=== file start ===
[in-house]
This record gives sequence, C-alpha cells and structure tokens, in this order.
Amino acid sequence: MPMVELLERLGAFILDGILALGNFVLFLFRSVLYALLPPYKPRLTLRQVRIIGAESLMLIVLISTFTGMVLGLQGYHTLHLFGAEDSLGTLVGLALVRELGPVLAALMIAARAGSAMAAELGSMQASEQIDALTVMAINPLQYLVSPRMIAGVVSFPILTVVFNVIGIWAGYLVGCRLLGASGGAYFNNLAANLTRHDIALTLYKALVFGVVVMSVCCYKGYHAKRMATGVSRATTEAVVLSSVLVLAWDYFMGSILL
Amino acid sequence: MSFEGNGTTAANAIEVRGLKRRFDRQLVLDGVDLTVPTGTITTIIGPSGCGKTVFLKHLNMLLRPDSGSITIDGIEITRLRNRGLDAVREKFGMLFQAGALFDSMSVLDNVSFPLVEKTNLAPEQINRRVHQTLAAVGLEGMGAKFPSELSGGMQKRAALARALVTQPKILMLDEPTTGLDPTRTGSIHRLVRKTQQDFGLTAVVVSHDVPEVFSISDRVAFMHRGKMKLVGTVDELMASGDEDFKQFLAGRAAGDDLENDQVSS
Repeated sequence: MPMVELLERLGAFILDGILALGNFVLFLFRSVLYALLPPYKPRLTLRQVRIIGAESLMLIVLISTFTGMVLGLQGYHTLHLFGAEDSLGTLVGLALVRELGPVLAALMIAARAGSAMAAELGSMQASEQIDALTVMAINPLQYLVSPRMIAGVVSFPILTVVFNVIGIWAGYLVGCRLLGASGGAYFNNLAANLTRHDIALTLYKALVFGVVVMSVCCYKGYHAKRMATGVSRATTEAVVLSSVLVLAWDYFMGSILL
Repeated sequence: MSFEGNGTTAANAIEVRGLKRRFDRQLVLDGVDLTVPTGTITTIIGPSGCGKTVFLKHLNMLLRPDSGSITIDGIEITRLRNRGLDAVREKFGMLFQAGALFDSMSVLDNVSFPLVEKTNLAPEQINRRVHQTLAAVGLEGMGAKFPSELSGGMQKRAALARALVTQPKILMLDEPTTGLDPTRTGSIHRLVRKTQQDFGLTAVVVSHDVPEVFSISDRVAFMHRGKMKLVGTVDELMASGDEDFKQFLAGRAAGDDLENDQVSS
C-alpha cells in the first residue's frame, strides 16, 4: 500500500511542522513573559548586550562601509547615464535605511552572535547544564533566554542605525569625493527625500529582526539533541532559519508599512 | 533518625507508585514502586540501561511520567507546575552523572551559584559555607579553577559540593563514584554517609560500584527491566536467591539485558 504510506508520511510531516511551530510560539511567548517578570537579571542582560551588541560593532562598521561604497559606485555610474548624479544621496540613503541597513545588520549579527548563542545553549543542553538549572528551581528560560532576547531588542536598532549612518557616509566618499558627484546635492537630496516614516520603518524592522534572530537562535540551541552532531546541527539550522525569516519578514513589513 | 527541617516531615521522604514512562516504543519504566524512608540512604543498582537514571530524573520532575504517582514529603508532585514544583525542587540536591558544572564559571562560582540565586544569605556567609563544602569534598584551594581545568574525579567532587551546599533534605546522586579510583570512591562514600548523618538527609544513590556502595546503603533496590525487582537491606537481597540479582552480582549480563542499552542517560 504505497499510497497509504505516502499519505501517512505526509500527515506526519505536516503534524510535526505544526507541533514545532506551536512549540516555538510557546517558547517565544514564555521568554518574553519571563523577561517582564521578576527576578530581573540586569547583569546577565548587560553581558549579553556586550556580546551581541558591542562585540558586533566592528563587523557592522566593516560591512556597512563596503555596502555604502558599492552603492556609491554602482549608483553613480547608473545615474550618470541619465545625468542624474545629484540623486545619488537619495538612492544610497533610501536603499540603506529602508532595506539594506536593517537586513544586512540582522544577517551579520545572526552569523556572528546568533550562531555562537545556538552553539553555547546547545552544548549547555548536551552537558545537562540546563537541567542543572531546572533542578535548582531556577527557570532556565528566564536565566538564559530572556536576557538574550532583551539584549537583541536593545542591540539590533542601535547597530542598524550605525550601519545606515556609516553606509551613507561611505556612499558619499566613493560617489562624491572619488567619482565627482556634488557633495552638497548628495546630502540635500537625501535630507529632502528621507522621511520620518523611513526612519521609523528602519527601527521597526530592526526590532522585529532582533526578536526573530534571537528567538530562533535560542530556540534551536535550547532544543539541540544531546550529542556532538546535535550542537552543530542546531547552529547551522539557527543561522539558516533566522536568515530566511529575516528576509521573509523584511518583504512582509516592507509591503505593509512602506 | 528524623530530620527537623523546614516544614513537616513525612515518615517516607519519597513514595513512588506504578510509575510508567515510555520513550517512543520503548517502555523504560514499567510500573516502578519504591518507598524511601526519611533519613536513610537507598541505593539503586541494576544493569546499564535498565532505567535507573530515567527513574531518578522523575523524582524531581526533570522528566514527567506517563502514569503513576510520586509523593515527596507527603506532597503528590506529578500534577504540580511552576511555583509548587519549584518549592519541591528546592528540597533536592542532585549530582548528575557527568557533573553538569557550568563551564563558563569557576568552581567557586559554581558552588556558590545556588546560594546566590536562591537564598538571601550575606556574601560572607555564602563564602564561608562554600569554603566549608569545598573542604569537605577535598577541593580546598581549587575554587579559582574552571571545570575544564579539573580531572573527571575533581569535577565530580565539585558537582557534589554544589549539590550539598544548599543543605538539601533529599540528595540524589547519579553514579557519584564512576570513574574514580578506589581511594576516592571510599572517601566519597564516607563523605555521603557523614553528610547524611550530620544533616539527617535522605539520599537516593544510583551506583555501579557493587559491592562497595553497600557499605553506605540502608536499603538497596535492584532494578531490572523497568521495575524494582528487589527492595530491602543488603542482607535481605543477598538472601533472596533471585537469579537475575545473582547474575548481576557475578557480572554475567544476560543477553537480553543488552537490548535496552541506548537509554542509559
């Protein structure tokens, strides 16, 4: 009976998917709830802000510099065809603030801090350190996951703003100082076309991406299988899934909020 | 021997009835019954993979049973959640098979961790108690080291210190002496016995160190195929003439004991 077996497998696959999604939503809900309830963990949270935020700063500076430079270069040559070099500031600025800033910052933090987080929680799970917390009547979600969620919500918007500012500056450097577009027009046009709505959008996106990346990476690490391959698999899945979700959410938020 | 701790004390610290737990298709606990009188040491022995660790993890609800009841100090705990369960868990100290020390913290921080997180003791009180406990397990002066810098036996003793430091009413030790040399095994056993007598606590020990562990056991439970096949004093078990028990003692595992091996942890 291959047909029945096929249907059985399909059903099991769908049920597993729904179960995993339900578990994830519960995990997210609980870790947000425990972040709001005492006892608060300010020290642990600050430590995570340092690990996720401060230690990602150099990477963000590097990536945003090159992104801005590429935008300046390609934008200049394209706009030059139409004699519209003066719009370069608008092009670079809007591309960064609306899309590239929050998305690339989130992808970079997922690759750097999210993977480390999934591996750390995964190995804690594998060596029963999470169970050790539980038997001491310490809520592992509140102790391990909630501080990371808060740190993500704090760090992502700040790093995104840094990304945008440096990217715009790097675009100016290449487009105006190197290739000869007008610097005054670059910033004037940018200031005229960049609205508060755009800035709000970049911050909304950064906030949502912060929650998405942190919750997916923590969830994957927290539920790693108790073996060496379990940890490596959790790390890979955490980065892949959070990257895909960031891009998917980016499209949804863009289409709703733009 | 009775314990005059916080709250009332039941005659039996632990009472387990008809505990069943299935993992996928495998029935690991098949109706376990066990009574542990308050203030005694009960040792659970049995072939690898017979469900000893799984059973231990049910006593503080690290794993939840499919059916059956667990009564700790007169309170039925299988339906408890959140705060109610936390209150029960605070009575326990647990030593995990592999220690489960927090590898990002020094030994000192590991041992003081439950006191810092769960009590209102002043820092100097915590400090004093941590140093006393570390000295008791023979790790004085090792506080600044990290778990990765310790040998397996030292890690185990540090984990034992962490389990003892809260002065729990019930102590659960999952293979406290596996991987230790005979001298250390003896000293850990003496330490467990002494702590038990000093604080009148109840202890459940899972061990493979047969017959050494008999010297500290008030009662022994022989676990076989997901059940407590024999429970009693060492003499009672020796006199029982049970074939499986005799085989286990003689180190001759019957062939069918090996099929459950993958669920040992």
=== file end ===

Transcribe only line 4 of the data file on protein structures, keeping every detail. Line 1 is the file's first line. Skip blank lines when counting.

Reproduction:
Amino acid sequence: MSFEGNGTTAANAIEVRGLKRRFDRQLVLDGVDLTVPTGTITTIIGPSGCGKTVFLKHLNMLLRPDSGSITIDGIEITRLRNRGLDAVREKFGMLFQAGALFDSMSVLDNVSFPLVEKTNLAPEQINRRVHQTLAAVGLEGMGAKFPSELSGGMQKRAALARALVTQPKILMLDEPTTGLDPTRTGSIHRLVRKTQQDFGLTAVVVSHDVPEVFSISDRVAFMHRGKMKLVGTVDELMASGDEDFKQFLAGRAAGDDLENDQVSS